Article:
Late spring in London usually means attending the Royal Aeronautical Society’s Flight Simulation Group’s spring conference, to take the temperature of where we are headed as an industry in terms of innovation in technology, training practices and the impact of regulatory change in flight simulation and training. Mark Dransfield reports.
The conference did not disappoint and delivered some excellent presentations to the 100 plus delegates in attendance from across the industry with several key themes emerging during the two days related to regulatory change and the increasing roles of virtual reality and big data in training.
On the regulatory front Andy Gillbard from Boeing got the ball rolling by reporting that EASA has recently released issue 2 of EASA CS-FSTD A (effective 4th May) in support of the forthcoming EASA FCL updates for UPRT and stall training. While the update aligns EASA CS-FSTD A Level D FFS requirements closely to those in the FAA equivalent CFR Part 60 Change 2 in this regard, there is also the notable addition in EASA part ARA of a competency based framework for NAA FSTD inspectors, the aim of which is to improve interpretation of the applicable FSTD regulations regarding simulator evaluation and qualification, and to further standardisation between the EASA member states.
However, perhaps the biggest surprise came in the keynote speech from Georges Rebender, Head of the EASA Aircrew and Medical Department, who surmised that the training industry is at a crossroads and should be fully preparing for utilising the latest technologies in training. Individual tailored training using new tools such as virtual and augmented reality is seen positively, as are autonomous or artificial intelligence applications in the training domain where “big data” is being used more and more to analyse trends and factors from incidents and accidents.
Rebender postulated that if operators consider training as a part of their Safety Management System that is obliged to deliver the required proficiency commensurate to the activity they are training for, then he suggested that EASA might adapt the flexibility of the regulations to empower the training providers to decide what training device features, types or even qualification levels suit their training programs best to ensure that the course outcomes are achieved.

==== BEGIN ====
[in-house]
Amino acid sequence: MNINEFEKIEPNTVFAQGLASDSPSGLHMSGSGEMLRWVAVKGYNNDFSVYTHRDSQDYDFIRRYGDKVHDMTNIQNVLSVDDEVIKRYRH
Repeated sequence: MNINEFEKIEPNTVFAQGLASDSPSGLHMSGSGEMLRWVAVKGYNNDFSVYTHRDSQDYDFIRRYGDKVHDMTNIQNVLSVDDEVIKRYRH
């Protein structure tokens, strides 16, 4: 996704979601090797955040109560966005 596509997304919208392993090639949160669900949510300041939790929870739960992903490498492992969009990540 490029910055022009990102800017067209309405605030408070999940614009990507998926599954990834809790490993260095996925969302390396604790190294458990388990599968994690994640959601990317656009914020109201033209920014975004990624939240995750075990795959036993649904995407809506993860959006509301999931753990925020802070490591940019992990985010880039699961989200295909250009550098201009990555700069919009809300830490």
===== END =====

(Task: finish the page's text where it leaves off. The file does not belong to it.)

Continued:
Evidently a small focussed EASA task force started in March 2018 to develop guidance material on optimised use of training devices or tools in regard of the training objectives for both Aircrew and Air Operation flight crew training. This EASA task force focus will be on type ratings first, including instructors and examiners, with recurrent training later on.
Jeff Schroeder, Chief Scientific and Technical Advisor, Federation Aviation Administration also confirmed that the FAA is in parallel revisiting what tasks can be done in what devices.
Dave Head, Head of Customer Marketing, Thales, presented the concept of Minimum Viable Product (MVP) development as a potential methodology where gamification in training could find its route into military and commercial aviation training markets.
Capt. Andy Mitchell, CEO, Use Before Flight, discussed how aviation blended learning environments (ABLE), that combine online digital media with traditional classroom methods, might benefit the industry including the use of virtual additional crew members to get familiar with the required competencies and behaviours rather than always having to use the FFS for some individual based training.
Simon Evers, Training and Standards Manager from Shell Aviation, outlined the varied operational and aircraft complexity environment in corporate jet operations and the significant training burden and potential issues for the operator’s Safety Management System that it implies. Evers concluded that the need for Evidence Based Training and corporate flight departments often need to team up with several different training providers to cover all the eventualities in their SMS.
Even training and simulation for potential pilotless operations was touched upon with an extremely revealing insight into recent open research for developing and testing autonomous vehicle artificial intelligence operations by Ashish Kapoor, Principal Researcher and Research Manager, Microsoft Research.
Other subjects aired ranged from discussing the need to have training for cyber-attacks on aircraft systems to understanding the physiological difference between Startle and Surprise that we hear so much about in training these days. The use of multiple malfunctions or threats and errors in scenarios to continually vary the pilots frame of reference was discussed as a means to effectively introduce startle and surprise.
Twelve months is a short time in the world of aviation regulatory change and next year’s conference will measure progress made but it appears at last that the long awaited for dialogue to review the real training capabilities of today’s training systems and technologies with respect to bringing the regulatory guidance up to date, and even future proofing it, has started in earnest.
Published in CAT issue 4/2018